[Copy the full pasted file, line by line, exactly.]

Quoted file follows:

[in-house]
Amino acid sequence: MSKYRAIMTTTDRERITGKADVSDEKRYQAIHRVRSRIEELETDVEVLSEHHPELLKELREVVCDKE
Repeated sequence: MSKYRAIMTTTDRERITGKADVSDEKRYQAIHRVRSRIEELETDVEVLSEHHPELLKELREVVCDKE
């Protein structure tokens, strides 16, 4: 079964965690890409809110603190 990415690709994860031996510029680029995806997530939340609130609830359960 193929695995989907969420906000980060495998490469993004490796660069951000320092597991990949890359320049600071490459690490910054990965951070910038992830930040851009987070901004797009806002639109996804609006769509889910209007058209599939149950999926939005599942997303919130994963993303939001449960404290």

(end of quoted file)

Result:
[in-house]
Amino acid sequence: MSKYRAIMTTTDRERITGKADVSDEKRYQAIHRVRSRIEELETDVEVLSEHHPELLKELREVVCDKE
Repeated sequence: MSKYRAIMTTTDRERITGKADVSDEKRYQAIHRVRSRIEELETDVEVLSEHHPELLKELREVVCDKE
């Protein structure tokens, strides 16, 4: 079964965690890409809110603190 990415690709994860031996510029680029995806997530939340609130609830359960 193929695995989907969420906000980060495998490469993004490796660069951000320092597991990949890359320049600071490459690490910054990965951070910038992830930040851009987070901004797009806002639109996804609006769509889910209007058209599939149950999926939005599942997303919130994963993303939001449960404290």